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Appears in Collections:Psychology Journal Articles
Peer Review Status: Refereed
Title: Adherence to angiotensin-converting-enzyme inhibitors and illness beliefs in older heart failure patients
Authors: Molloy, Gerard
Gao, Chuan
Johnston, Derek W
Johnston, Marie
Witham, Miles D
Struthers, Allan D
McMurdo, Marion E T
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Keywords: Adherence
Illness perceptions
Heart failure
Issue Date: Jul-2009
Publisher: Oxford University Press / European Society of Cardiology
Citation: Molloy G, Gao C, Johnston DW, Johnston M, Witham MD, Struthers AD & McMurdo MET (2009) Adherence to angiotensin-converting-enzyme inhibitors and illness beliefs in older heart failure patients, European Journal of Heart Failure, 11 (7), pp. 715-720.
Abstract: Objective: Patient beliefs about heart failure may be important determinants of adherence. This study assessed levels of adherence to angiotensin-converting enzyme inhibitors (ACEI) and examined whether beliefs about heart failure were associated with adherence to ACEI. Method: Fifty-eight patients with chronic stable heart failure (80.22 years SD: +4.62, 43% female) were recruited from outpatient clinics in Dundee Scotland. The Illness Perception Questionnaire-Revised (IPQ-R) was used to assess beliefs about heart failure. Adherence to ACEI was assessed by measuring serum levels of angiotensin-converting enzyme (sACE). Results: Adherence to ACEI (defined as sACE < 5 µ/l) was 72%. Beliefs about the time-line of heart failure and the consequences of heart failure accounted for 19% of the variability in adherence to ACE inhibitors in this sample. HF patients who believed that their illness had a more chronic (longer term) time frame and had beliefs about greater consequences of heart failure on their lives were less likely to adhere to ACEI. Conclusion: Adherence to ACEI is sub-optimal. Beliefs about heart failure appear to be associated with objectively measured adherence to ACEI. Future studies should attempt to identify beliefs that consistently predict adherence and examine whether modifying these beliefs can increase adherence to heart failure medications.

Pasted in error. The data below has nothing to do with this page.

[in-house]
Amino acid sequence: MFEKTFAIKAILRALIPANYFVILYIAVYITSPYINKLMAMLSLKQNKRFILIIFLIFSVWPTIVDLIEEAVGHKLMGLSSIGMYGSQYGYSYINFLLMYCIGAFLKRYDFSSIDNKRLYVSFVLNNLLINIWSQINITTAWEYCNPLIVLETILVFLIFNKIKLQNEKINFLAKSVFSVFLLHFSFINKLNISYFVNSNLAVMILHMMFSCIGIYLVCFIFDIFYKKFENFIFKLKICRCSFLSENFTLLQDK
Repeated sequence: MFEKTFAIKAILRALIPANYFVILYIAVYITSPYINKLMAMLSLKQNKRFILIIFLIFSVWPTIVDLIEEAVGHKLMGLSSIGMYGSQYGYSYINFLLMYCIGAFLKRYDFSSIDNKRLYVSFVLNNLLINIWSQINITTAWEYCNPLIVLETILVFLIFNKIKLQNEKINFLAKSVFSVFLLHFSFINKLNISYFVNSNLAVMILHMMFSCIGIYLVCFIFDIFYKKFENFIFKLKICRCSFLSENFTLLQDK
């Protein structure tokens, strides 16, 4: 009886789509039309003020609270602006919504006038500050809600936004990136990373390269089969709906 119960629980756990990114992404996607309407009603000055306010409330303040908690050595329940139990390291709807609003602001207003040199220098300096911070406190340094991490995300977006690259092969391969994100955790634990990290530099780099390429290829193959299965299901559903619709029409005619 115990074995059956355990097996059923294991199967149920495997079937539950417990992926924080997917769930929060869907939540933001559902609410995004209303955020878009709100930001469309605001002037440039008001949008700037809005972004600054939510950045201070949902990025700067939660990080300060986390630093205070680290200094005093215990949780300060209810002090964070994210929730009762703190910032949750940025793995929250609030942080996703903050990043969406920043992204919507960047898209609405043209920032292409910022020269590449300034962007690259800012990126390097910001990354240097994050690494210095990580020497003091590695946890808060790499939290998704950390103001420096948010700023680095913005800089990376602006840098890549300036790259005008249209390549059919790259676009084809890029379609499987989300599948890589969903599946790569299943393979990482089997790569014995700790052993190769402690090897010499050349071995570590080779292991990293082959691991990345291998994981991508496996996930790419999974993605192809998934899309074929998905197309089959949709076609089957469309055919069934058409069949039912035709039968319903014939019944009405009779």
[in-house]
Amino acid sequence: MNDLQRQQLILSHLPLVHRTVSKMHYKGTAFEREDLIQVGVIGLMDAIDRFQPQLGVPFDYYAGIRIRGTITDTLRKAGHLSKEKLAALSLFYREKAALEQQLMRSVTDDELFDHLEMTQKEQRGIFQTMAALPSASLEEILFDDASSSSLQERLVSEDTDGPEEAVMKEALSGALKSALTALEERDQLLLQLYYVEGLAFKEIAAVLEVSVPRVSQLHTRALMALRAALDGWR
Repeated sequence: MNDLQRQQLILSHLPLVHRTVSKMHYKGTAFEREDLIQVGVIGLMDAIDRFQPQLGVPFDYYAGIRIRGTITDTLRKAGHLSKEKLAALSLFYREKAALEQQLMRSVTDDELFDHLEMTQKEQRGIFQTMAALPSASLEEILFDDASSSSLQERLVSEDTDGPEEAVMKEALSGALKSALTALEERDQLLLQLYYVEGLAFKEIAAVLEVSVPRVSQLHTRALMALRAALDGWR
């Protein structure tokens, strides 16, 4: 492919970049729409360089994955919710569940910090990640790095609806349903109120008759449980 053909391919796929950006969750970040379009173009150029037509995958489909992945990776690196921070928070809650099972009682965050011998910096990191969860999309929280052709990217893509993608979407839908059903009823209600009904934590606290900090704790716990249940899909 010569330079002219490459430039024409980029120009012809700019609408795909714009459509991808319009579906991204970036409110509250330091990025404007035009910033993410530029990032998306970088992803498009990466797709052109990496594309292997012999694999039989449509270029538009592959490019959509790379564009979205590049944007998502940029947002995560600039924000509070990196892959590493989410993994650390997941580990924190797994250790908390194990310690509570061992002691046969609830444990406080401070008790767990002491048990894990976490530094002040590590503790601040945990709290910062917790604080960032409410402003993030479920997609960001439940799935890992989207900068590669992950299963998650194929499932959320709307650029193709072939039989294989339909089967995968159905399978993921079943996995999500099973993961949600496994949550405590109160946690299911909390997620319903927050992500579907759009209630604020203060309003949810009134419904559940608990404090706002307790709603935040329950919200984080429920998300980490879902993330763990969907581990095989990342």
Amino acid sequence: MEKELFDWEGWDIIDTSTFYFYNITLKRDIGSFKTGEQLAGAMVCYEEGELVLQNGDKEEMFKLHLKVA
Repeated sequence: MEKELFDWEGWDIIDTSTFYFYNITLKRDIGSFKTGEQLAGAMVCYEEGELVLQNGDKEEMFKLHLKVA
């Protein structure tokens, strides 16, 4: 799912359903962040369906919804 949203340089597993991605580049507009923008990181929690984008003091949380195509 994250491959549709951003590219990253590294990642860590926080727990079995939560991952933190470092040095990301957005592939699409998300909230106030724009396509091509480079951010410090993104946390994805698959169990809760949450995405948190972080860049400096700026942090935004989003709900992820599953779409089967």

Type: Journal Article
DOI Link:
Rights: Published in European Journal of Heart Failure by Oxford University Press.; This is a pre-copy-editing, author-produced PDF of an article accepted for publication in European Journal of Heart Failure following peer review. The definitive publisher-authenticated version European Journal of Heart Failure, Volume 11, Issue 7, July 2009, pp. 715 - 720 is available online at:
Affiliation: Psychology
University of Aberdeen
University of Aberdeen
University of Aberdeen
University of Dundee
University of Dundee
University of Dundee

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